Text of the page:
Our entire culture is awash in money. I don’t mean that we are flush with money (though, certainly, some people are). I mean that the use of money is everywhere and involved in everything. So, when the SHTF, will the pieces of paper and coins that we call money still have value?
Without going into monetary theory (which can get both confusing and boring), it’s likely that our currency, if it retains any value, will have much less value than before. This means that you are going to have to look for other ways to exchange value to get what you want.
In other words, you had better get comfortable with barter.
Of course, even if you’re comfortable with barter, you need to have something that other people want so that you can barter out to get what you want. But what to barter? Fortunately, Nick O’Low has some thoughts to consider when deciding what to barter in a disaster situation. O’Low writes,
When deciding what to pack specifically for bartering there are three things main things to consider. The first is demand and supply in a survival scenario. Matches are a great example: in a survival scenario demand will be huge, so you could reasonably expect something very valuable (say some unusual meds the other person happens to have) in return for a relatively small number of matches.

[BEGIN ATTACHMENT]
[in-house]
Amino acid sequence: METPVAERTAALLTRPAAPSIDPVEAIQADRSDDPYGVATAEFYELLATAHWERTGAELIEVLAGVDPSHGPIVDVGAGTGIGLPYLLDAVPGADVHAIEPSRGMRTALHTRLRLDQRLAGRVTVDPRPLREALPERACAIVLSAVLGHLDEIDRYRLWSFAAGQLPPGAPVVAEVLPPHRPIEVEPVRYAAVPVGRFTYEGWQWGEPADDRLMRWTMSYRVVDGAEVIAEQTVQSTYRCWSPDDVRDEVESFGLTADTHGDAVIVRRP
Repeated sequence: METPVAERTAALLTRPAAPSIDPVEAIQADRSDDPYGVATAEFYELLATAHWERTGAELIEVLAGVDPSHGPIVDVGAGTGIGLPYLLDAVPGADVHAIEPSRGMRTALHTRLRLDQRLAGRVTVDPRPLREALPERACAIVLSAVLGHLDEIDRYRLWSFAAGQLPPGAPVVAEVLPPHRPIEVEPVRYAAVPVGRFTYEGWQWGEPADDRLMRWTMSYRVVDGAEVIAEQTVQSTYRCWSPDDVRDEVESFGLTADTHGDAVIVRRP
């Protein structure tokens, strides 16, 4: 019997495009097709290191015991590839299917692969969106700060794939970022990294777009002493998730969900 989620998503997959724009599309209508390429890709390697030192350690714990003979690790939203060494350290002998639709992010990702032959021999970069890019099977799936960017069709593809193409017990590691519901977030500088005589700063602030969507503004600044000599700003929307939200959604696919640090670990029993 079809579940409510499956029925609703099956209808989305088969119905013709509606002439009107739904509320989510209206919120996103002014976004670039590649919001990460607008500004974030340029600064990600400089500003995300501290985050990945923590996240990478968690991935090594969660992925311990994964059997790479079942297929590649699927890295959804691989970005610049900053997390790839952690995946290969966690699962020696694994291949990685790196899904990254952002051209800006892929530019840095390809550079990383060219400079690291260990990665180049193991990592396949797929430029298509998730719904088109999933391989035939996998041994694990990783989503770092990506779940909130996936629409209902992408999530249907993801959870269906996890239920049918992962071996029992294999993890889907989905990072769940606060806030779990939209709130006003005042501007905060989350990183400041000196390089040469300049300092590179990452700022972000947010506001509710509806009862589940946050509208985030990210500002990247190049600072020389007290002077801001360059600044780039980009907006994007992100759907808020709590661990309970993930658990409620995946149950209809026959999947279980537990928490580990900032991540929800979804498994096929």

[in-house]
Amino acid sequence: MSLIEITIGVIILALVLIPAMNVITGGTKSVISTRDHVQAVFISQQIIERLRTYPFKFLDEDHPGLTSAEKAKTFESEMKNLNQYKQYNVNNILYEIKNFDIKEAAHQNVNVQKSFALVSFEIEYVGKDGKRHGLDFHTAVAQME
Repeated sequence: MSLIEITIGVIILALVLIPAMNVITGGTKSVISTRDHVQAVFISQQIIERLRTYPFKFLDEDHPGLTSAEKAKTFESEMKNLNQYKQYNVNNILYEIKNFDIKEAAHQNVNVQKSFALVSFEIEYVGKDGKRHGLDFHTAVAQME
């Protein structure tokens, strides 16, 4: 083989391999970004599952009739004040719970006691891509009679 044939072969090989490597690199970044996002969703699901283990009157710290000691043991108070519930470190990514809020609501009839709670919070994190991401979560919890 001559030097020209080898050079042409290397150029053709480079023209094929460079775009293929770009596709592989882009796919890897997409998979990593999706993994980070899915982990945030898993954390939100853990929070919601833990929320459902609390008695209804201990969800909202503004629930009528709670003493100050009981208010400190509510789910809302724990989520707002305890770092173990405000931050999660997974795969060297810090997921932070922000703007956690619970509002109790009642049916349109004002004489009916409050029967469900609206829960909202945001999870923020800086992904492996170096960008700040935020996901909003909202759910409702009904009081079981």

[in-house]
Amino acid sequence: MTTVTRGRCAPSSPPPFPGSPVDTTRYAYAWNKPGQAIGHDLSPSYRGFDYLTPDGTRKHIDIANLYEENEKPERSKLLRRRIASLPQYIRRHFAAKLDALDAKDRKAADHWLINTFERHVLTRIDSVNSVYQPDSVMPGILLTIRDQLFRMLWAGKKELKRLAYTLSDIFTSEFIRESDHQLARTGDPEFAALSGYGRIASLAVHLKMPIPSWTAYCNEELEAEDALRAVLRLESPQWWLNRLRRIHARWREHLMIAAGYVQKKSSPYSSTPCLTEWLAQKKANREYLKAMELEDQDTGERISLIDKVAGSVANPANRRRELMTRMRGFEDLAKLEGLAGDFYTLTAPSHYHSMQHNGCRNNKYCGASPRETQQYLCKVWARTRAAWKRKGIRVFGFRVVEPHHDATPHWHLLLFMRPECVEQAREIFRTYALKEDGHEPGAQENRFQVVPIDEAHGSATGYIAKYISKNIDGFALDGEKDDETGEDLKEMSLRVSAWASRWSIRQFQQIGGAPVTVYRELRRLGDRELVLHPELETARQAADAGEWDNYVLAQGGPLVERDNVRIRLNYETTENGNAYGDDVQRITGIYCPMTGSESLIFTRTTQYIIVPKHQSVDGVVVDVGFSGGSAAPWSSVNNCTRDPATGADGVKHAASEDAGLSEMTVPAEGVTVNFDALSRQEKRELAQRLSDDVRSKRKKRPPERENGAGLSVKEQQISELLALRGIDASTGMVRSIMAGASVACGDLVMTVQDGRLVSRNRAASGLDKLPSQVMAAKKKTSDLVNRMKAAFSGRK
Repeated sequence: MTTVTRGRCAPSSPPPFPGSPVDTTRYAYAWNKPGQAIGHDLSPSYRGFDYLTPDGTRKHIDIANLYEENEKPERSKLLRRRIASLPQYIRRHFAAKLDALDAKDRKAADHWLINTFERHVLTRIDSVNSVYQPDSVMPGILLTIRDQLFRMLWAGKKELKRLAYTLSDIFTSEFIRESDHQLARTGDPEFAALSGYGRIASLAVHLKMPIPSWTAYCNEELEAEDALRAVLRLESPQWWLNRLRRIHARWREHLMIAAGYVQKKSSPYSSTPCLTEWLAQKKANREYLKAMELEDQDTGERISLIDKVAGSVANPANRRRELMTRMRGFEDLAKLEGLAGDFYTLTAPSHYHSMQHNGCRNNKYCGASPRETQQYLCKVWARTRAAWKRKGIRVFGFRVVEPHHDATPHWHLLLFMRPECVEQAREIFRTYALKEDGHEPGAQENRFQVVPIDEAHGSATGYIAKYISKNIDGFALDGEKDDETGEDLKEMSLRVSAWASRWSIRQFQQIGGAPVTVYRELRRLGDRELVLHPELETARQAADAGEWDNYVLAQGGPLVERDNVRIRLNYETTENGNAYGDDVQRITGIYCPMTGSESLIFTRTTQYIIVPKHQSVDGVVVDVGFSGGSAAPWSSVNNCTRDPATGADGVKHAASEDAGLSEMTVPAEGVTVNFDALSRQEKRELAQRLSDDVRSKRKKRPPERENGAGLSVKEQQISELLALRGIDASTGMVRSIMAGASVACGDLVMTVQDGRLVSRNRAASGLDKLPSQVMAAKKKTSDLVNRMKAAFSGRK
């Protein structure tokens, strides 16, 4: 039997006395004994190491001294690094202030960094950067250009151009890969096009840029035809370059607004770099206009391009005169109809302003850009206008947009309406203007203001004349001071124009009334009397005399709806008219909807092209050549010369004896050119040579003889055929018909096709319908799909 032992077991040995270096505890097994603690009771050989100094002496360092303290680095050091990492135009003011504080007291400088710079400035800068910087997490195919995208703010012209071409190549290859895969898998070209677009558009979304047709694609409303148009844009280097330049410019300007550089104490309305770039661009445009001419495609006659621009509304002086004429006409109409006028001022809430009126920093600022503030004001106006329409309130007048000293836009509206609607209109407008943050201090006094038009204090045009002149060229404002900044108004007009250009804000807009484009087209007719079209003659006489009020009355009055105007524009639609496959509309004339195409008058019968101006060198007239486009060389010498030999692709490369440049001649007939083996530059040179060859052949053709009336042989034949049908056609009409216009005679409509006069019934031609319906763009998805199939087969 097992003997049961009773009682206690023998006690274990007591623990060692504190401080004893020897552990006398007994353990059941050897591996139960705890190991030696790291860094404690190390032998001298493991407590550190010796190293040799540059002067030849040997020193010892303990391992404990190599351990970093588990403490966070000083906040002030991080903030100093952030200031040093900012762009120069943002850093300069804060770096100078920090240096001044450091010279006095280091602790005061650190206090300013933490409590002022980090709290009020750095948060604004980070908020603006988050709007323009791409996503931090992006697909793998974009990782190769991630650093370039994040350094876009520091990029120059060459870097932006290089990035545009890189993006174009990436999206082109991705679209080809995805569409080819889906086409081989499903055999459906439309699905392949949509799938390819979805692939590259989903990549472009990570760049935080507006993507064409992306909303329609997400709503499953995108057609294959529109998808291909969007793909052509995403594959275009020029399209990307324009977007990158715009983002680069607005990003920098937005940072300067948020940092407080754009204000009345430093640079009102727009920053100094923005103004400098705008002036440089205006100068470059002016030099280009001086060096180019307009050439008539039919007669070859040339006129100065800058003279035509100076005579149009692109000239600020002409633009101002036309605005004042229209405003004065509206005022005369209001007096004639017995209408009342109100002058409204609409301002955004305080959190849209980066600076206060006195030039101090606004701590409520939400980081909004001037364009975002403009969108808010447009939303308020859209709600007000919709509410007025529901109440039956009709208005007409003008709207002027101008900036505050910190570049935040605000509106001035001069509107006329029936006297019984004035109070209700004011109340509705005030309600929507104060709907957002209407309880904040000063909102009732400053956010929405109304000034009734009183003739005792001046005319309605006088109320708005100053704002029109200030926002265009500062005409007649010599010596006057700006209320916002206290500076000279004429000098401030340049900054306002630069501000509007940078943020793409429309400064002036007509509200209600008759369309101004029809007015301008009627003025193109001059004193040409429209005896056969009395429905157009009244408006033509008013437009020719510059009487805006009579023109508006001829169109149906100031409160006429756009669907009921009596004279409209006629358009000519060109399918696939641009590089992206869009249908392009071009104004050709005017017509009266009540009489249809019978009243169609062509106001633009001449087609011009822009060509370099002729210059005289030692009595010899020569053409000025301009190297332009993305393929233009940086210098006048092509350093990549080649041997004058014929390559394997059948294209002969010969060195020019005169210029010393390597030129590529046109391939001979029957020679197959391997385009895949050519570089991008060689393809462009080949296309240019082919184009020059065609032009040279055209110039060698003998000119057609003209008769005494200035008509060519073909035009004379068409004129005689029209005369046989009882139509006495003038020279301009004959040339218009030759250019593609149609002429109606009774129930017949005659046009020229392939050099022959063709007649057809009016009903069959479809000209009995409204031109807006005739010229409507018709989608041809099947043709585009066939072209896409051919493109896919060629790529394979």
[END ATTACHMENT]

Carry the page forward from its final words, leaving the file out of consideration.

The second consideration is demand and supply now (in a safe environment). Sure, really strong painkillers would be a great bartering item, but their purchase is restricted and they are very expensive. Focus on stuff which can be stockpiled relatively easily.
Finally, consider how easily the values of different barter items (those you have and those of your trading partner) can be compared. One of the reasons that money has been so successful as a mode of exchange is that it is economically ‘liquid’, which means it can be subdivided into different denominations, so one payment can carry exactly as much value as necessary.
When it comes down to it, yes, there are certain items that it makes sense to stockpile for the purpose of bartering later, but not all items are going to be of equal barter value in every situation. For example, someone living on the coast is going to have more use for certain items than someone living in an landlocked area. Similarly, someone living in a cold area is going to need different items than someone living in, say, Florida.
Prepping isn’t a game, and there aren’t a lot of easy answers. Having firearms, matches, and water purification methods are a given, but, otherwise, your best options will vary from place to place and situation to situation. So, the answer is to think ahead and make intelligent choices.